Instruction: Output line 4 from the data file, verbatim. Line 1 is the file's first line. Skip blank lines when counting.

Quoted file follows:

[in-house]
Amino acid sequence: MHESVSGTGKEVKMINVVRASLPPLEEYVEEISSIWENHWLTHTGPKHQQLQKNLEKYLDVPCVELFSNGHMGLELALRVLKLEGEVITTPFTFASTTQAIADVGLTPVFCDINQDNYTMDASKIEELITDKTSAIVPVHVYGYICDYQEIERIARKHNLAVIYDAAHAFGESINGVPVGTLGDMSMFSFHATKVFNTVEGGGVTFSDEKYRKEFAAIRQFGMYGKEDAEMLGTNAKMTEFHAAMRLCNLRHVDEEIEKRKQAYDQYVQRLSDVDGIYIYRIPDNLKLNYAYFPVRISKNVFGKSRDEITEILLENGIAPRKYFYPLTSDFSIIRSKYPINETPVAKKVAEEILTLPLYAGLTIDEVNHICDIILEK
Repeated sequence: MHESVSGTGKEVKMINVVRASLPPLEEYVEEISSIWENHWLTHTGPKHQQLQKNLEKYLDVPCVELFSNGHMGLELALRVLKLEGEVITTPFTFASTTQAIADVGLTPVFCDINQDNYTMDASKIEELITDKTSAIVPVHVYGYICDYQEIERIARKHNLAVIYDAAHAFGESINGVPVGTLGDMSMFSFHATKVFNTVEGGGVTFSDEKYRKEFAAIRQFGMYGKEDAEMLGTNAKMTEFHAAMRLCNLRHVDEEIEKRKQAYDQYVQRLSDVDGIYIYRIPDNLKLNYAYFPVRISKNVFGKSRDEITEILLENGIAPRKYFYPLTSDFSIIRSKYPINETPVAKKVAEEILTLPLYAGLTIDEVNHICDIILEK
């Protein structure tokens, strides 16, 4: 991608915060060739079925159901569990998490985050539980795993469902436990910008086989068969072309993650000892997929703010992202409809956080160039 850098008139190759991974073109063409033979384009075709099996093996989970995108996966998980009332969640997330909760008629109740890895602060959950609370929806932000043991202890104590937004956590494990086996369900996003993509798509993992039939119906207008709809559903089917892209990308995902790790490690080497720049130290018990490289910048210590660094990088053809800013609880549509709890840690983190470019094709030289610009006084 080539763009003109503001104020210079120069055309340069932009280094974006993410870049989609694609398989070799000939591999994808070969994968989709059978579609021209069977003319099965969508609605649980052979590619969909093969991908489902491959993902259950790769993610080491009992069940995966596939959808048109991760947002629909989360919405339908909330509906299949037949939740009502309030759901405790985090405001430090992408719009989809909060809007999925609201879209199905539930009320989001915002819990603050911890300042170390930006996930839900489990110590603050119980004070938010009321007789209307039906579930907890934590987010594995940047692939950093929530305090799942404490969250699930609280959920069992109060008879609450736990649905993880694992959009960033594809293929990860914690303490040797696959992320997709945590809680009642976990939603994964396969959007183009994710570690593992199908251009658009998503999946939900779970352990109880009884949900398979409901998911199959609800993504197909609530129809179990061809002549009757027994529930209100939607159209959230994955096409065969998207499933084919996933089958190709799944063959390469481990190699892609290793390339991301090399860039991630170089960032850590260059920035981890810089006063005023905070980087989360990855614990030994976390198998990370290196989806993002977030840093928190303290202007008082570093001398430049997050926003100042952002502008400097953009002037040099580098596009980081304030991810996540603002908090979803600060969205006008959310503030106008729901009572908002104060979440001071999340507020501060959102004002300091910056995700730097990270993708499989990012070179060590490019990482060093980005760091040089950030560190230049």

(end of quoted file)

């Protein structure tokens, strides 16, 4: 991608915060060739079925159901569990998490985050539980795993469902436990910008086989068969072309993650000892997929703010992202409809956080160039 850098008139190759991974073109063409033979384009075709099996093996989970995108996966998980009332969640997330909760008629109740890895602060959950609370929806932000043991202890104590937004956590494990086996369900996003993509798509993992039939119906207008709809559903089917892209990308995902790790490690080497720049130290018990490289910048210590660094990088053809800013609880549509709890840690983190470019094709030289610009006084 080539763009003109503001104020210079120069055309340069932009280094974006993410870049989609694609398989070799000939591999994808070969994968989709059978579609021209069977003319099965969508609605649980052979590619969909093969991908489902491959993902259950790769993610080491009992069940995966596939959808048109991760947002629909989360919405339908909330509906299949037949939740009502309030759901405790985090405001430090992408719009989809909060809007999925609201879209199905539930009320989001915002819990603050911890300042170390930006996930839900489990110590603050119980004070938010009321007789209307039906579930907890934590987010594995940047692939950093929530305090799942404490969250699930609280959920069992109060008879609450736990649905993880694992959009960033594809293929990860914690303490040797696959992320997709945590809680009642976990939603994964396969959007183009994710570690593992199908251009658009998503999946939900779970352990109880009884949900398979409901998911199959609800993504197909609530129809179990061809002549009757027994529930209100939607159209959230994955096409065969998207499933084919996933089958190709799944063959390469481990190699892609290793390339991301090399860039991630170089960032850590260059920035981890810089006063005023905070980087989360990855614990030994976390198998990370290196989806993002977030840093928190303290202007008082570093001398430049997050926003100042952002502008400097953009002037040099580098596009980081304030991810996540603002908090979803600060969205006008959310503030106008729901009572908002104060979440001071999340507020501060959102004002300091910056995700730097990270993708499989990012070179060590490019990482060093980005760091040089950030560190230049």